Garfield County towns to benefit from community solar gardens
Garfield County will soon be home to several new solar garden projects as part of a larger effort to expand solar projects along the Interstate 70 corridor on the Western Slope.
While three of the locations are in Mesa County, three will be located in Garfield County, with a 100-kilowatt garden in Parachute and another, much larger 1-megawatt farm west of Silt to be completed this winter.
Both area projects are already 100 percent subscribed. Two additional community solar projects to be located in Garfield County and Grand Junction are seeking subscriptions and will be built later in 2019.
Jon Sullivan, vice president of project development for Denver-based Pivot Energy, said the 100kW garden in Parachute is still under construction and is located on land owned by the Garfield Housing Authority.
Pivot Energy partnered with Standard Solar to create the additional 10.3 MW of community solar gardens along the Western Slope.
The electricity being generated will offset the individual units at the senior complex and, while the total varies for each unit, it could credit an individual bill for as much as $20 a month, said Sullivan.
While the 100 kW solar garden was donated to Garfield Housing Authority, the two other gardens to be built in Garfield County, including the 1 MW garden west of Silt and another 2MW garden to be built in Garfield County in 2019, will serve Xcel Energy-based subscribers.
Sullivan said the project west of Silt, which is slated to break ground in January and will likely finish construction by March, is already 100 percent subscribed and subscribers to the garden are all based in Garfield County.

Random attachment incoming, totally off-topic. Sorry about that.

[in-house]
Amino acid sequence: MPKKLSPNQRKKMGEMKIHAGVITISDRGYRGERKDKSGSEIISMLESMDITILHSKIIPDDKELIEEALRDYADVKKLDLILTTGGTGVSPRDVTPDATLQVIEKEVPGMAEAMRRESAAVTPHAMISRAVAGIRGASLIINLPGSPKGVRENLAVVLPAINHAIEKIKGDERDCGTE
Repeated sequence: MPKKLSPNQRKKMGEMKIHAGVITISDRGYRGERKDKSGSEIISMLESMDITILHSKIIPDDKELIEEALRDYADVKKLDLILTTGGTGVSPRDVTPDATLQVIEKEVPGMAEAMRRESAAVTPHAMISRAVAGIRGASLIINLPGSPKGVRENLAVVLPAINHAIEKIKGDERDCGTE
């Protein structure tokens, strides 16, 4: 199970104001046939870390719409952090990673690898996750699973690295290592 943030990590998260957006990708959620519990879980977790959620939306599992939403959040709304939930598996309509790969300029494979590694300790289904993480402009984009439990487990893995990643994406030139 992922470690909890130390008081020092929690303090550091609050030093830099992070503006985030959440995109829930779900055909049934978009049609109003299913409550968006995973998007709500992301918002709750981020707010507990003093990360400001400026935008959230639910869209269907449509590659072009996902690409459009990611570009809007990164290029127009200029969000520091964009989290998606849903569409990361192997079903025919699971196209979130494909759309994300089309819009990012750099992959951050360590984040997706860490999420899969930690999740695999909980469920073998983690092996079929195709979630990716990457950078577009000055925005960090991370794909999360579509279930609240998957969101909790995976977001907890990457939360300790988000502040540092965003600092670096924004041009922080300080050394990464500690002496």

Subscribers include the town of Carbondale, the Battlement Mesa Metro District and the Roaring Fork School District, among others. Sullivan said the electricity provided will be equivalent to about 250 homes.
Though the Parachute and Silt projects have been finalized, Sullivan said they are still searching for land and subscribers for the additional 2 MW garden. But he hopes to be in front of the Garfield County commissioners to sign conditional-use permits by early 2019.
Clean Energy Economy for the Region’s Erica Sparhawk spoke to how affordable solar energy is becoming as CLEER and other organizations advocating for clean energy look to bring more solar energy opportunities to the area.
“As renewable costs come down, these opportunities will grow,” Sparhawk said.
She said they are working to finalize the location for the 2 MW garden.
She added that some local Garfield County towns, including New Castle, Silt and Parachute, are signed up for one of the solar gardens in Palisade.
While cost savings vary, community gardens provide solar energy for subscribers who sign up for 20 years and receive a select number of panels that will generate solar energy to offset a percentage of the subscriber’s electricity.
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